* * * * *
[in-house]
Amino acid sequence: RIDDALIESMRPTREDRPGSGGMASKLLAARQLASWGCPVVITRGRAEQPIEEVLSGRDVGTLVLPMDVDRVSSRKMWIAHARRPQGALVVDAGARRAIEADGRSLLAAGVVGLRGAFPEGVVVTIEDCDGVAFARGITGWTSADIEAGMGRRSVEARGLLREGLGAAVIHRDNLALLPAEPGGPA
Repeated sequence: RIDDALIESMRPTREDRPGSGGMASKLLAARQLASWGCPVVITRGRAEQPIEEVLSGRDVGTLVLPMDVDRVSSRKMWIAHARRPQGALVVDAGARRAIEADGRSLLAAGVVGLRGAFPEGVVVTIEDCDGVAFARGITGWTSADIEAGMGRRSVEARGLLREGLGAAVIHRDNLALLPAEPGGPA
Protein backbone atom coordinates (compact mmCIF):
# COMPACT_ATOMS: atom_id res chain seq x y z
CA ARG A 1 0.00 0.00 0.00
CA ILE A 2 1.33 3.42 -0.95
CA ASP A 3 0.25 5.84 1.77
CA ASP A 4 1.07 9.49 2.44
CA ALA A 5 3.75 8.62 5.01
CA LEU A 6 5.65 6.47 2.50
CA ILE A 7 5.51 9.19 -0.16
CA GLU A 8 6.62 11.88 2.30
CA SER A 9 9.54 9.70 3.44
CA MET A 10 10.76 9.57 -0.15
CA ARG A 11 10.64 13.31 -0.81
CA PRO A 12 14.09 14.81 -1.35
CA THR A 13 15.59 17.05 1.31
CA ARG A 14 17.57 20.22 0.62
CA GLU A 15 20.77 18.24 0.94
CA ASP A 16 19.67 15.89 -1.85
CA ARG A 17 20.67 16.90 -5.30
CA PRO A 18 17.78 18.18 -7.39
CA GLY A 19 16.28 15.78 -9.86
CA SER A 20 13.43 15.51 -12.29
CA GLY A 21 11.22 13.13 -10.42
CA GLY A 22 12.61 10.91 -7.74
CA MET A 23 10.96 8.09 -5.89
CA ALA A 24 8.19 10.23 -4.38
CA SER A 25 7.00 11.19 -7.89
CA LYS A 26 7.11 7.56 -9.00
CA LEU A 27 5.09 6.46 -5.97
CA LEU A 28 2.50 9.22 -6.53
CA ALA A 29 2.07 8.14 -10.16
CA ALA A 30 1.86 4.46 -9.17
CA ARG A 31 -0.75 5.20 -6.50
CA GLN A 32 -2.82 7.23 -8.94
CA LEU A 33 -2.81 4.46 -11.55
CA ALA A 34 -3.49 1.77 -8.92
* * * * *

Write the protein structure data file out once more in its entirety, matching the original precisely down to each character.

[in-house]
Amino acid sequence: RIDDALIESMRPTREDRPGSGGMASKLLAARQLASWGCPVVITRGRAEQPIEEVLSGRDVGTLVLPMDVDRVSSRKMWIAHARRPQGALVVDAGARRAIEADGRSLLAAGVVGLRGAFPEGVVVTIEDCDGVAFARGITGWTSADIEAGMGRRSVEARGLLREGLGAAVIHRDNLALLPAEPGGPA
Repeated sequence: RIDDALIESMRPTREDRPGSGGMASKLLAARQLASWGCPVVITRGRAEQPIEEVLSGRDVGTLVLPMDVDRVSSRKMWIAHARRPQGALVVDAGARRAIEADGRSLLAAGVVGLRGAFPEGVVVTIEDCDGVAFARGITGWTSADIEAGMGRRSVEARGLLREGLGAAVIHRDNLALLPAEPGGPA
Protein backbone atom coordinates (compact mmCIF):
# COMPACT_ATOMS: atom_id res chain seq x y z
CA ARG A 1 0.00 0.00 0.00
CA ILE A 2 1.33 3.42 -0.95
CA ASP A 3 0.25 5.84 1.77
CA ASP A 4 1.07 9.49 2.44
CA ALA A 5 3.75 8.62 5.01
CA LEU A 6 5.65 6.47 2.50
CA ILE A 7 5.51 9.19 -0.16
CA GLU A 8 6.62 11.88 2.30
CA SER A 9 9.54 9.70 3.44
CA MET A 10 10.76 9.57 -0.15
CA ARG A 11 10.64 13.31 -0.81
CA PRO A 12 14.09 14.81 -1.35
CA THR A 13 15.59 17.05 1.31
CA ARG A 14 17.57 20.22 0.62
CA GLU A 15 20.77 18.24 0.94
CA ASP A 16 19.67 15.89 -1.85
CA ARG A 17 20.67 16.90 -5.30
CA PRO A 18 17.78 18.18 -7.39
CA GLY A 19 16.28 15.78 -9.86
CA SER A 20 13.43 15.51 -12.29
CA GLY A 21 11.22 13.13 -10.42
CA GLY A 22 12.61 10.91 -7.74
CA MET A 23 10.96 8.09 -5.89
CA ALA A 24 8.19 10.23 -4.38
CA SER A 25 7.00 11.19 -7.89
CA LYS A 26 7.11 7.56 -9.00
CA LEU A 27 5.09 6.46 -5.97
CA LEU A 28 2.50 9.22 -6.53
CA ALA A 29 2.07 8.14 -10.16
CA ALA A 30 1.86 4.46 -9.17
CA ARG A 31 -0.75 5.20 -6.50
CA GLN A 32 -2.82 7.23 -8.94
CA LEU A 33 -2.81 4.46 -11.55
CA ALA A 34 -3.49 1.77 -8.92